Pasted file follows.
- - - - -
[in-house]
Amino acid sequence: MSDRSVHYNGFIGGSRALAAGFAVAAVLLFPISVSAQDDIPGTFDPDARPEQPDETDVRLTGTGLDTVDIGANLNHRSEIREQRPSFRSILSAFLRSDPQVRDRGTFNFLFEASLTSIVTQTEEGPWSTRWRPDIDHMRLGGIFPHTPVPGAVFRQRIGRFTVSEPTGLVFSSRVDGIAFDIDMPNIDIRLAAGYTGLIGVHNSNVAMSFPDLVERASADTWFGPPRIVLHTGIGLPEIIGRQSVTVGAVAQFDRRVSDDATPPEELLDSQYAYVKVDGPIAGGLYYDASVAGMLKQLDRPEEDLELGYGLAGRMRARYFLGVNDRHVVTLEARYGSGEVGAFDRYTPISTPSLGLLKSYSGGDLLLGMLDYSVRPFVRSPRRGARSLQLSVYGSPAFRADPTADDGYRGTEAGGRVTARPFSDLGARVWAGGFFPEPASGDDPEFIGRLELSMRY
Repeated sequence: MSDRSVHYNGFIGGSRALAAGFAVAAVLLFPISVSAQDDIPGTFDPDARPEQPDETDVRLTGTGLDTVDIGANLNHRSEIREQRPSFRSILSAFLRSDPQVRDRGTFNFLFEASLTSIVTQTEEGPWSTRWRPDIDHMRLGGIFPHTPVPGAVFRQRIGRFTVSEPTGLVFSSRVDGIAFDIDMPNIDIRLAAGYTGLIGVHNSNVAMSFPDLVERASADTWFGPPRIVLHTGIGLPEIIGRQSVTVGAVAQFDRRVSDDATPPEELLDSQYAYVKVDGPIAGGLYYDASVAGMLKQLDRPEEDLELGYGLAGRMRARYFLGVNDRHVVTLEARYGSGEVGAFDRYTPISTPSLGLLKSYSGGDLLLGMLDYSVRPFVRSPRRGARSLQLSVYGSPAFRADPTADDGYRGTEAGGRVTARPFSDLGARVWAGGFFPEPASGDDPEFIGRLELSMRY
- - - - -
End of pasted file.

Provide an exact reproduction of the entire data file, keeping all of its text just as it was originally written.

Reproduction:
[in-house]
Amino acid sequence: MSDRSVHYNGFIGGSRALAAGFAVAAVLLFPISVSAQDDIPGTFDPDARPEQPDETDVRLTGTGLDTVDIGANLNHRSEIREQRPSFRSILSAFLRSDPQVRDRGTFNFLFEASLTSIVTQTEEGPWSTRWRPDIDHMRLGGIFPHTPVPGAVFRQRIGRFTVSEPTGLVFSSRVDGIAFDIDMPNIDIRLAAGYTGLIGVHNSNVAMSFPDLVERASADTWFGPPRIVLHTGIGLPEIIGRQSVTVGAVAQFDRRVSDDATPPEELLDSQYAYVKVDGPIAGGLYYDASVAGMLKQLDRPEEDLELGYGLAGRMRARYFLGVNDRHVVTLEARYGSGEVGAFDRYTPISTPSLGLLKSYSGGDLLLGMLDYSVRPFVRSPRRGARSLQLSVYGSPAFRADPTADDGYRGTEAGGRVTARPFSDLGARVWAGGFFPEPASGDDPEFIGRLELSMRY
Repeated sequence: MSDRSVHYNGFIGGSRALAAGFAVAAVLLFPISVSAQDDIPGTFDPDARPEQPDETDVRLTGTGLDTVDIGANLNHRSEIREQRPSFRSILSAFLRSDPQVRDRGTFNFLFEASLTSIVTQTEEGPWSTRWRPDIDHMRLGGIFPHTPVPGAVFRQRIGRFTVSEPTGLVFSSRVDGIAFDIDMPNIDIRLAAGYTGLIGVHNSNVAMSFPDLVERASADTWFGPPRIVLHTGIGLPEIIGRQSVTVGAVAQFDRRVSDDATPPEELLDSQYAYVKVDGPIAGGLYYDASVAGMLKQLDRPEEDLELGYGLAGRMRARYFLGVNDRHVVTLEARYGSGEVGAFDRYTPISTPSLGLLKSYSGGDLLLGMLDYSVRPFVRSPRRGARSLQLSVYGSPAFRADPTADDGYRGTEAGGRVTARPFSDLGARVWAGGFFPEPASGDDPEFIGRLELSMRY